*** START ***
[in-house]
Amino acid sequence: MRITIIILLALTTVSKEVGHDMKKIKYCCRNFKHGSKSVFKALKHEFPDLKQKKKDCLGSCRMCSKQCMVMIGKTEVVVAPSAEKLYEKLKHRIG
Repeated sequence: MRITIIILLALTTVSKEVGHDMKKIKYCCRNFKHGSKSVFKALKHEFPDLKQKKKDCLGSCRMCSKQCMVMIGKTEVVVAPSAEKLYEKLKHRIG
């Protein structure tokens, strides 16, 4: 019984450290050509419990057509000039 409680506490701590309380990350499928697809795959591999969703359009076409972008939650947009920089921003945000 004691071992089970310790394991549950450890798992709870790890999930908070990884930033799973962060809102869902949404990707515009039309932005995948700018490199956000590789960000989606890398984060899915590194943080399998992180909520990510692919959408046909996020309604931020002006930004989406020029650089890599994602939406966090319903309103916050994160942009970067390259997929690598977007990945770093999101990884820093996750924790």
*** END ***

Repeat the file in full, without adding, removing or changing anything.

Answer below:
[in-house]
Amino acid sequence: MRITIIILLALTTVSKEVGHDMKKIKYCCRNFKHGSKSVFKALKHEFPDLKQKKKDCLGSCRMCSKQCMVMIGKTEVVVAPSAEKLYEKLKHRIG
Repeated sequence: MRITIIILLALTTVSKEVGHDMKKIKYCCRNFKHGSKSVFKALKHEFPDLKQKKKDCLGSCRMCSKQCMVMIGKTEVVVAPSAEKLYEKLKHRIG
């Protein structure tokens, strides 16, 4: 019984450290050509419990057509000039 409680506490701590309380990350499928697809795959591999969703359009076409972008939650947009920089921003945000 004691071992089970310790394991549950450890798992709870790890999930908070990884930033799973962060809102869902949404990707515009039309932005995948700018490199956000590789960000989606890398984060899915590194943080399998992180909520990510692919959408046909996020309604931020002006930004989406020029650089890599994602939406966090319903309103916050994160942009970067390259997929690598977007990945770093999101990884820093996750924790």